“I’ve decided business is like surfing. There needs to be a wave underneath us. We can’t do all the pedaling!” I joked over Skype to one of our partners in Holland last week. The hardest part of building new business models may be exactly this: knowing which waves to surf and which ones to stay away from. Because business, and life, are like a huge, turbulent ocean. It can carry you to success. Or it can drown you to death. At any given moment.

Many savvy business leaders rely on their instinct. Like old weathered sailors, they smell something’s in the air before the rest of us do. They feel it. And they go for it. Ruthlessly. Tirelessly. Fearlessly. They can spot the wave that will carry their surfboards high up in the air for many miles to come. Statistics, smart consultants and industry experts may provide background information, but each CEO builds his own vision. Each man must choose his own wave. Even while knowing that choosing the wrong one may be the death of him and everything he’s built.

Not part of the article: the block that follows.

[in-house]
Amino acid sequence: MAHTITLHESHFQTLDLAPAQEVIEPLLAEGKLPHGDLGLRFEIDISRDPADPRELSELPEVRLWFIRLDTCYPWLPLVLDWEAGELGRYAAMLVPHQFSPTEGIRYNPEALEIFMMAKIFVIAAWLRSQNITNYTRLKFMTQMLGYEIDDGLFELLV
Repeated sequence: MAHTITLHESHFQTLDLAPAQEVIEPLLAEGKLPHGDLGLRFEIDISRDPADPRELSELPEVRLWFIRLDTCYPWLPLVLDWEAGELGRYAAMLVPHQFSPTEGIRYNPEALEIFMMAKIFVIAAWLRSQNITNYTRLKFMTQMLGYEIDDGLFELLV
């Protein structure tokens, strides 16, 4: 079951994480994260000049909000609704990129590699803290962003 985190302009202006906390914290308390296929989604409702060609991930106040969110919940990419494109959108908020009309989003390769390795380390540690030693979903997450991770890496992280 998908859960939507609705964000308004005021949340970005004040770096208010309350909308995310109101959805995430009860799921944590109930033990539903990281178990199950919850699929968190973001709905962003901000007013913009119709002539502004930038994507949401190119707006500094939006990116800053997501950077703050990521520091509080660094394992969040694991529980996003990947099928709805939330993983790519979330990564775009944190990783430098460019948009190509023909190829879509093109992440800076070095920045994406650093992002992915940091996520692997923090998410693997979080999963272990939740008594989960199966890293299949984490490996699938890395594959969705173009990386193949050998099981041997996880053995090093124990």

But how does a CEO build an accurate instinct about waves of opportunity? Where does he get the stable security needed to swoosh from one ocean crest to the next without falling over, losing balance and falling off his chosen salty curl? Not his mind, I can tell you. He gets it from his body. I interviewed my osteopath recently. Car mechanics can tell a lot about the way we drive by looking at the cars we drive: how our tires wear out, or where our brakes and motor lose effectiveness. Professionals who work with our bodies are no different. The way our bodies break can tell us a lot about the way we’re surfing the ripples of our profession. Alvaro Moran is a reputed osteopath in Madrid with twenty years of experience.